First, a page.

These 9 amazing DIY projects will give new meaning to your old hardware
Techies are too often tempted by the lure of new technology, leaving perfectly good hardware drifting in the wake of compulsive upgrading. And while we love getting new gadgets as much as the next geek, we also like how a new purchase gives us the opportunity to take apart and tinker with our older gear in the Lab. Whether it’s by soldering circuit boards or loading open-source firmware, we pride ourselves on being able to stretch the lifespan of older electronics by performing undocumented (and sometimes warranty-breaking) hardware hacks.
The projects we’ve included here range from relatively safe software tweaks to more challenging technical exercises. You’ll learn how to bend USB connections to your will and imbue home routers and digital cameras with robust new features. We’ve also taken some inspiration from projects we’ve seen online, including building a blue laser gun and making a digital picture frame you can mount on the wall of your office. These hacks will help you showcase your craftiness and give you a better understanding of how your electronics work. And the best part is that your old hardware will be faster, cooler, and more awesome afterward.
So, let’s get hacking!
Power Everything with USB
A simple first modification for budding do-it-yourselfers is to alter a non-USB gadget so that it can be run off of USB power from your computer. This mod is fairly easy to perform and is an important part of many more-complicated DIY projects, such as the USB charger on the next page. Here, we show you how to use USB to power a desk fan and book-light lamp.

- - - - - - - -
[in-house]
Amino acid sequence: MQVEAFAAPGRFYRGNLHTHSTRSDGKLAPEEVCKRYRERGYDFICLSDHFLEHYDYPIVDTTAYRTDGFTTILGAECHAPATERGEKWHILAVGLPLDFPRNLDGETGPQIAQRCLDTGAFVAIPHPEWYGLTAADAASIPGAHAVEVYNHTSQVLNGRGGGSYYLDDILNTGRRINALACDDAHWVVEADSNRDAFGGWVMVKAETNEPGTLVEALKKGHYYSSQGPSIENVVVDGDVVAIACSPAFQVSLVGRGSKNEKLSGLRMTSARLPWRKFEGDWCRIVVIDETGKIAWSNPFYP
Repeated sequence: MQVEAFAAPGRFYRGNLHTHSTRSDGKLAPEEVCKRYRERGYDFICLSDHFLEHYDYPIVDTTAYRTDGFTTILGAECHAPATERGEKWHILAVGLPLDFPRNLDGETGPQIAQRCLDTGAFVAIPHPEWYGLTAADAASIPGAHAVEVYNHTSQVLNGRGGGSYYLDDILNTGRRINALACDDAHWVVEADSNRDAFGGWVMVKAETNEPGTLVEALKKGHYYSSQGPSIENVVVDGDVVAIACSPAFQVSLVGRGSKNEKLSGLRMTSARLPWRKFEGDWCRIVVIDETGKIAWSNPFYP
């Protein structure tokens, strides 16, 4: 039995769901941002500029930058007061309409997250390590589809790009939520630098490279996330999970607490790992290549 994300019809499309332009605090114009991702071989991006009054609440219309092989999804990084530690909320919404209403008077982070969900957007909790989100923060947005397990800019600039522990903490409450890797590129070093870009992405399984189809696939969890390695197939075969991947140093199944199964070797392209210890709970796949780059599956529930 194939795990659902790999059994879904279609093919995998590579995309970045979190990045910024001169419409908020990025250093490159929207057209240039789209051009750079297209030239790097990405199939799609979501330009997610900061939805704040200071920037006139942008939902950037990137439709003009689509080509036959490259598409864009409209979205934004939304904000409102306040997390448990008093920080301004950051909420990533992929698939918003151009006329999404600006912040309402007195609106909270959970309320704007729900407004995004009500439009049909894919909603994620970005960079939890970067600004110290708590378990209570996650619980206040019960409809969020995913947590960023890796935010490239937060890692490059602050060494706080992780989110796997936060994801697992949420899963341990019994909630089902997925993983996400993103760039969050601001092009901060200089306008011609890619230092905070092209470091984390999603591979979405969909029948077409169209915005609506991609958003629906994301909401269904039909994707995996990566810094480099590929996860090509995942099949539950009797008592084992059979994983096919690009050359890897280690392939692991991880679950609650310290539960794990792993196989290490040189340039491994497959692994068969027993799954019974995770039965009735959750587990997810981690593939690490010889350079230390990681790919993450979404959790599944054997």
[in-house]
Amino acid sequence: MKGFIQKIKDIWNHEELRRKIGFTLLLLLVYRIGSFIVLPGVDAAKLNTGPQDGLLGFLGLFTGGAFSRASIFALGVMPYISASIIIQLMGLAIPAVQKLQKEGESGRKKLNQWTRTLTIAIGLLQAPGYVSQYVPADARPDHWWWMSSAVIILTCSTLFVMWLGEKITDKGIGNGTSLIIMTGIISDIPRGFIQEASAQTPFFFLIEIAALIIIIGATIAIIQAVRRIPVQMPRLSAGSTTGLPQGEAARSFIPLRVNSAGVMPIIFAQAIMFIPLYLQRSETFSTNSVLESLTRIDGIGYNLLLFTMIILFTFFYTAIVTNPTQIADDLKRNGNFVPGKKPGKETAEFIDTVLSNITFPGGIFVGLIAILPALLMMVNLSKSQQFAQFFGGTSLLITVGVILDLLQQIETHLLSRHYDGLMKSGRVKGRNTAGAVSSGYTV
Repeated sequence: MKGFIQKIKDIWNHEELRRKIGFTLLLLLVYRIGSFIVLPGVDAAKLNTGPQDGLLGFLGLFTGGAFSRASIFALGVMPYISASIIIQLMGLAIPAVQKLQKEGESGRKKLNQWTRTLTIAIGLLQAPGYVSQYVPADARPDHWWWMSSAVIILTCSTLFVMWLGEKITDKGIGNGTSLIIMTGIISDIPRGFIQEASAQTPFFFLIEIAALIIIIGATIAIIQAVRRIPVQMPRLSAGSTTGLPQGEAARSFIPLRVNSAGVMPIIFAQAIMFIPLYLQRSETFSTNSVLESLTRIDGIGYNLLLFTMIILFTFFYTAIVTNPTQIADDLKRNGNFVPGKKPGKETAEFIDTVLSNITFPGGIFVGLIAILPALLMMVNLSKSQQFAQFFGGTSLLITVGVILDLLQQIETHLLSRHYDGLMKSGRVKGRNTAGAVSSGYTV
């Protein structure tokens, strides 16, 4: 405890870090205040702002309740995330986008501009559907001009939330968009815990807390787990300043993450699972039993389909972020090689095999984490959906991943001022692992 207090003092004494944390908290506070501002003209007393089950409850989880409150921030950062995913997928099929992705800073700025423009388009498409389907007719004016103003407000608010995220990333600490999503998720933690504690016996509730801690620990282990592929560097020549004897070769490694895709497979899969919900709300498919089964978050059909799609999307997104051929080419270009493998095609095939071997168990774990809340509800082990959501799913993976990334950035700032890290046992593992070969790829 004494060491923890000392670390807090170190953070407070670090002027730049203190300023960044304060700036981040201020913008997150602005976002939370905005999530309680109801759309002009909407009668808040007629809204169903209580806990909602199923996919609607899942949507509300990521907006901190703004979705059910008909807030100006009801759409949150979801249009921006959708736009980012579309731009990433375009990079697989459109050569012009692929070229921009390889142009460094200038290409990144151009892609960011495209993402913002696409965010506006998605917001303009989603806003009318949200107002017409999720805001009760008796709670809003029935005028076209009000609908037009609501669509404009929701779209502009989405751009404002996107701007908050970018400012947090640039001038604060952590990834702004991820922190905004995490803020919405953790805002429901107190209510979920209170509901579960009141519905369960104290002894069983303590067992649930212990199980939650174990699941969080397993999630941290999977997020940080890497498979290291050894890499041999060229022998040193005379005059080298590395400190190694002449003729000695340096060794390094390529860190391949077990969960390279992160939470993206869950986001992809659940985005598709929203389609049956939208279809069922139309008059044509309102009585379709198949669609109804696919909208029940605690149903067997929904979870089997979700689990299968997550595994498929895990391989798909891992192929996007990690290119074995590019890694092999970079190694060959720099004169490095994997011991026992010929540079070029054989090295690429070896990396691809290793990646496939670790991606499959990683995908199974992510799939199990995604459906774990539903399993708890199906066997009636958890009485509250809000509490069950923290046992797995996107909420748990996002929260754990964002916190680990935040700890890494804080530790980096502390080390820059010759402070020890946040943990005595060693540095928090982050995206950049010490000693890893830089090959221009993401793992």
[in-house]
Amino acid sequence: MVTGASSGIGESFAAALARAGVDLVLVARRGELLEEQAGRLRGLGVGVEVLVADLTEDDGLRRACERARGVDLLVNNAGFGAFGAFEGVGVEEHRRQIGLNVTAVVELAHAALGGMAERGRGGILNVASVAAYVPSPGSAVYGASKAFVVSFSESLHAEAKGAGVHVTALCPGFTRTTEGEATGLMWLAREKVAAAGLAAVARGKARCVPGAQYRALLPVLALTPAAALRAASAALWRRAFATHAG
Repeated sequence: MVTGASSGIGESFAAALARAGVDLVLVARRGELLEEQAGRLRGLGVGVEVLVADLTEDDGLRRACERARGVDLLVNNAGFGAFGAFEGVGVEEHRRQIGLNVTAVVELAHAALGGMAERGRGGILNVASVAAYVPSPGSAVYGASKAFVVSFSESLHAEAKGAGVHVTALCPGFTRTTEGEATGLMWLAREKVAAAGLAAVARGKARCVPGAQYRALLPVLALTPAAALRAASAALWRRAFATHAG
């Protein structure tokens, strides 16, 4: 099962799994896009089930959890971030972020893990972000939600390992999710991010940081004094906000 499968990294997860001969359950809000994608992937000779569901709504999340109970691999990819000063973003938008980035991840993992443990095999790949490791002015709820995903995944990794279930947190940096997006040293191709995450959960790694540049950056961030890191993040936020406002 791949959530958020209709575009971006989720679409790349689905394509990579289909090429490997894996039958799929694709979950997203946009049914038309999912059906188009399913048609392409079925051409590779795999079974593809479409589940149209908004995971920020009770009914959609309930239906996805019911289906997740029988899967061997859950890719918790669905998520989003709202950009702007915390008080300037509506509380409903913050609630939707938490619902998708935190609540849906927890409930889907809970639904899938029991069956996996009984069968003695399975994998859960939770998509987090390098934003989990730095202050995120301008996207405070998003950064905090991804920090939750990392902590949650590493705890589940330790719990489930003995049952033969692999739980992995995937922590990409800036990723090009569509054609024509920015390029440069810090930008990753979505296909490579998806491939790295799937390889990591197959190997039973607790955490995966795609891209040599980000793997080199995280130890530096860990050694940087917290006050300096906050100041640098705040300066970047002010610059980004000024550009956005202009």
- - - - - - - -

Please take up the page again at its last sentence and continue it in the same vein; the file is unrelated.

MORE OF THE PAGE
Our first project is to turn a case fan into one we can use on our desk to keep us cool as we work. All that’s needed is a 5-volt case fan (preferably with grill) and an unused USB cable.
Using very much the same procedure as above, you can convert an old battery-powered reading light into a USB-powered lamp to illuminate the back of your case. All you need to do is find an LED reading lamp that uses around 5 volts (the equivalent of about three AAA batteries) and open it up with a screwdriver. Under the battery compartment, you should find a red and black wire (image D).
Splice the two wires to the wires in a USB cable, just like with the fan, then put the battery cover back on the lamp, chipping out a hole big enough to feed the USB cable through. Slap a strip of poster tape on the bottom, plant it on the back of your case, and plug it in.